TORONTO -- When a Toronto couple purchased a holiday-themed inflatable llama for their front lawn, they had no idea the concept would snowball into what they now call “Llama Lane.”

As of Thursday, there are more than 20 of the inflatable mammals lining the streets around Greenwood Avenue and Torbrick Road, just south of the Danforth. The majority of them can be found on Unity Road.

“It kind of just keeps growing,” Raffi DerGhazarian told CTV New Toronto. “It's definitely not Kringlewood, which is insane, it’s just this fun, mini version of it with this silly, random inflatable that’s a llama.”

Llama lane

The idea sprang from a friendly competition with a neighbour over Halloween decorations a month earlier. DerGhazarian said that every week each family would up the ante and buy another lawn decoration.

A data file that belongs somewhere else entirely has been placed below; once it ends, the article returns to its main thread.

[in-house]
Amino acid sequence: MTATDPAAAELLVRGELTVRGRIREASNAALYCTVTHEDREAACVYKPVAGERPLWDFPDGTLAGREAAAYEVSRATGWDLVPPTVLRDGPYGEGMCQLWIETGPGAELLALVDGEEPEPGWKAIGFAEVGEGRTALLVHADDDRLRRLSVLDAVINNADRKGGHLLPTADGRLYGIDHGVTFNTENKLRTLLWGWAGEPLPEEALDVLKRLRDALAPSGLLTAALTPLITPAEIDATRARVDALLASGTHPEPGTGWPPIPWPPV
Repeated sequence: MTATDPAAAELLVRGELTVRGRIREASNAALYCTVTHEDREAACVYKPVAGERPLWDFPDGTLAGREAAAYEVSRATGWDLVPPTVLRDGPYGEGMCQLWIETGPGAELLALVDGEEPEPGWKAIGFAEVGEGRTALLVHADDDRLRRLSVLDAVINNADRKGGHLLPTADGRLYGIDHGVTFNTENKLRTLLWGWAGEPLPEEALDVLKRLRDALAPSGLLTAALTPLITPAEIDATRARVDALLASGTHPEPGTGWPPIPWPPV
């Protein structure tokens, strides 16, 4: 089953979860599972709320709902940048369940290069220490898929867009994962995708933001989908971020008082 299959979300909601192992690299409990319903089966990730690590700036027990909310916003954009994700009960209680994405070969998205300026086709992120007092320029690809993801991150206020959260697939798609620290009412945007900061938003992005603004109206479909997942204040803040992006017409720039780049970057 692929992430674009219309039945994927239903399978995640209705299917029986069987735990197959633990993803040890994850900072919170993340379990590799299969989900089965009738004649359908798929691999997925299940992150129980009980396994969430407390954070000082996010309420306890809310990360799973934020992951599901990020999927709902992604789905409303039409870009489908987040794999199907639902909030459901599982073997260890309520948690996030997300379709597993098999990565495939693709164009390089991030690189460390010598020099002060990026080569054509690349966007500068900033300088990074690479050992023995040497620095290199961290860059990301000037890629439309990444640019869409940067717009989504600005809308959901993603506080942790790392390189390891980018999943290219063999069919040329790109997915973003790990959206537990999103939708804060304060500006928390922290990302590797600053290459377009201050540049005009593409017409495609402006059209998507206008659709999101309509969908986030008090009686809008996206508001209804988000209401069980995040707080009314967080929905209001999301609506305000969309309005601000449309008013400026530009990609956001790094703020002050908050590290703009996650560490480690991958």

Once Halloween was over, DerGhazarian’s family jumped right into the winter holiday spirit.

“My wife and I had bought a llama for our lawn and we saw that our neighbours across the street also had it.”

While at first disappointed in the twinning lawn ornaments, the neighbours decided to make the best of it and bring the rest of the neighbourhood into the fold. DerGhazarian posted on a community Facebook group proposing that others join in on the llama-themed fun.

“I thought there would just be a handful of people that agreed to do it—just you know, the neighbors that we know personally—and now I think we're over 20,” DerGhazarian said, noting that some people have committed to participating but are holding on to the decorations until December.

Llama lane

The term ‘Llama Lane’ was coined by Derghazarian after seeing the turnout.

“It's just fun,” he said. “I even had some friends who don't live in the immediate area, saying hey, give me your address, I want to bring the kids to come check it out.”

“It’s a silly thing. I think most people like it and it's actually gotten the community talking.”

DerGhazarian said that the project has helped bring the community together during a time in which people are particularly isolated, although any talking and picture-taking is still done at a distance.

As for the friendly competition that started it all, DerGhazarian said that while his wife says they are done, the holiday display “just keeps growing.”